our success. That only seemed right, especially if we expected people to work long and hard to help build the company. Also, everyone would contribute to decisions affecting the company—profit would not be the main driver. We wanted to make enough money to run the business, attract outstanding people, and grow. In many respects, we were not traditional entrepreneurs. We started SAI on February 3, 1969, with a couple of technical consulting contracts, one from Brookhaven National Laboratory and the other from Los Alamos National Laboratory. I then had to make the fateful decision on whether or not to incorporate. It turns out that there are important legal protections if an organization incorporates. And after that, one thing led to another. A talented lawyer named Tom Ackerman at Gray, Cary, Ames and Frye helped me though the incorporation process. We had to figure out who would own the corporation. That was a decision I really didn’t want to get into, because I didn’t know anything about distributing founder stock. The only stock I’d ever owned came from some General Dynamics stock options awarded to me by Freddy de Hoffman (the founder of General Atomic and a world-renowned scientist), which became an important asset in financing the very early SAI. But I had to develop a totally new kind of stock system for this start-up enterprise. Many others who joined us knew far more about corporate stock systems than I did. It took about $50,000 of my personal assets to start the company, including a $30,000 loan to the company that was paid back to me, and a $20,000 stock investment. There were plenty of scientists and engineers available in San Diego at that time from Convair and other organizations—some from General Atomic as well—who were looking for a change. Some of those people joined us. The early SAI always paid employees a salary—which was unusual for a start-up—although mine was deferred for a year. Eventually we had cash flow problems, which is to be expected in a new company, and we needed to find additional sources of funds to maintain our operations. Through Myron Eichen, one of San Diego’s most successful entrepreneurs (also with General Atomic origins), we got involved with Joe Young in the La Jolla branch of the Bank of America. Even though Joe was a great guy, he was no fool. When he lent money to the company, he wanted me to use my house as loan collateral just in case we didn’t know what we were doing. And there wasn’t any evidence that we did. So between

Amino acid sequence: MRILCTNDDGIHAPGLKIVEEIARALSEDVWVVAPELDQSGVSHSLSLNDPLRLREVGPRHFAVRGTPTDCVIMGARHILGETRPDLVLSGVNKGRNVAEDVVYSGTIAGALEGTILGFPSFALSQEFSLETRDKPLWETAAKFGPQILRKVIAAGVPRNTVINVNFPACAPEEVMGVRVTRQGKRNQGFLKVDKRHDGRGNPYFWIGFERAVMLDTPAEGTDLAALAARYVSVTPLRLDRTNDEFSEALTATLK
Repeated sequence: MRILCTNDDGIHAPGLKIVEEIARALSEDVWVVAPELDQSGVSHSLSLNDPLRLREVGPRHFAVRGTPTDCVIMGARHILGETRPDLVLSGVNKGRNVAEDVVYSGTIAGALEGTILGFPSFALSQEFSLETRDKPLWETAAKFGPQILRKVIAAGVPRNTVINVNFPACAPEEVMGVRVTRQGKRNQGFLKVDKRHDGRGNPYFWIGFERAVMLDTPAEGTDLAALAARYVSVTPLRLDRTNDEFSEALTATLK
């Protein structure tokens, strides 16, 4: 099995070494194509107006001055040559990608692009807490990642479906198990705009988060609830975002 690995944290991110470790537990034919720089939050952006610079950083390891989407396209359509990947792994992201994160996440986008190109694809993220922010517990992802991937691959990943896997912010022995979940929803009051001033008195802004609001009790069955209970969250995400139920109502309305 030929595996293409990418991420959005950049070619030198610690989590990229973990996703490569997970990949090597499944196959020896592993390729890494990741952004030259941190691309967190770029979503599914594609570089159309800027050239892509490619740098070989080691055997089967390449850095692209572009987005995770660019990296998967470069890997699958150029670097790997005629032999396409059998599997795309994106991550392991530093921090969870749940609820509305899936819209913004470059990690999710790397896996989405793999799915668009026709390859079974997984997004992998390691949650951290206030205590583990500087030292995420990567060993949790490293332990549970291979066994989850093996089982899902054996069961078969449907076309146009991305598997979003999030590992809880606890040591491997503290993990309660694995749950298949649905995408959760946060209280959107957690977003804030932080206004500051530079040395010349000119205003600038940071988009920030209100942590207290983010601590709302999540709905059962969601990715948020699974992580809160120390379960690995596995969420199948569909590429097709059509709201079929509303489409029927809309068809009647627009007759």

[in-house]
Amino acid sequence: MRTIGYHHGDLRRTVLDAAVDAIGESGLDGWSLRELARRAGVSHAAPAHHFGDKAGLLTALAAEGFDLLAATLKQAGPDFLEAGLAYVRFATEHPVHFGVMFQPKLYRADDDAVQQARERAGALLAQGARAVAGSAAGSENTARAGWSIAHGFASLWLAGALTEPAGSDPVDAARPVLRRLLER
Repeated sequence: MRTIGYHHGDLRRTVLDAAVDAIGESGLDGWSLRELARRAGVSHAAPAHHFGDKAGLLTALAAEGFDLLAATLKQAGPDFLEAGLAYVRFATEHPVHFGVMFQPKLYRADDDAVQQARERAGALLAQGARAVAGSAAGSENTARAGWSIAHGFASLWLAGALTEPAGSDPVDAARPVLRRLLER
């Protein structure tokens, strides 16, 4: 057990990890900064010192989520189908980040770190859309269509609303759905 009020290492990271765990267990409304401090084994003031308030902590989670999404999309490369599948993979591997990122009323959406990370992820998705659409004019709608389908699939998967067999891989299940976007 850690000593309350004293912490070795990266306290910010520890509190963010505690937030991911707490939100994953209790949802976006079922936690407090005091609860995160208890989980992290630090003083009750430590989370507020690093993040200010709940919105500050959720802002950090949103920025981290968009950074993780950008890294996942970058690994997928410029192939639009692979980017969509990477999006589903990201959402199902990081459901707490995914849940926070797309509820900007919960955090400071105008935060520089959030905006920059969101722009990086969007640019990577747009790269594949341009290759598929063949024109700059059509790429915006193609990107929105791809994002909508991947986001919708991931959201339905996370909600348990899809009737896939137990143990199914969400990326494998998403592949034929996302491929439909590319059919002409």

the Bank of America, some cosigning on the part of the early employees who were joining us, and my own investment, we kept solvent and growing. After a year, a surprising thing happened. We made a profit. I suspected something was the matter. We had a rather small board, and one of the board members— Harold Smith, who was and still is on the UC Berkeley faculty—said, “You know, Bob, you’d better get some help because you don’t know what you’re doing.” All of our accounting people were competent. It’s just that we couldn’t believe that we had made $20,000 of profit so soon. We, being researchers, were often not exposed to profit making at our former employers. So we brought in a highly recommended entrepreneur from the Bay Area named Art Biehl. It turned out he was not a big believer in widespread employee ownership. However, he gave us a lot of good advice. He thought like a traditional high-tech entrepreneur. He had dealt with venture capital people. He had done financing. He believed in a small number of people owning the company. He believed that people who came in after a while should get only a small piece of the company. He felt we should use venture capital financing to begin and then take the company public. I agreed with none of this, but I listened to Art anyway because he was smart, was a real friend, and was trying hard to help us. Art said that we should first seek a private placement to satisfy our immediate cash needs, and then do an initial public offering (IPO). That was his recipe for success, and he’d done it successfully several times. I’m surprised the early SAI didn’t go down the public track because Art was certainly exposing us to the wonders of IPOs. In addition, he made many valuable suggestions on the company’s direction and specific research programs. But pushing the traditional venture approach was near the top of his list. Something must have happened to stop me from buying into this traditional approach. I had observed that it can also destroy a company and harm all but a limited number of insiders—most often the top executives—who do very well financially. This fact usually doesn’t concern most of these early employees. They may feel some remorse about the fact that their original company is disappearing, being replaced by a new public company.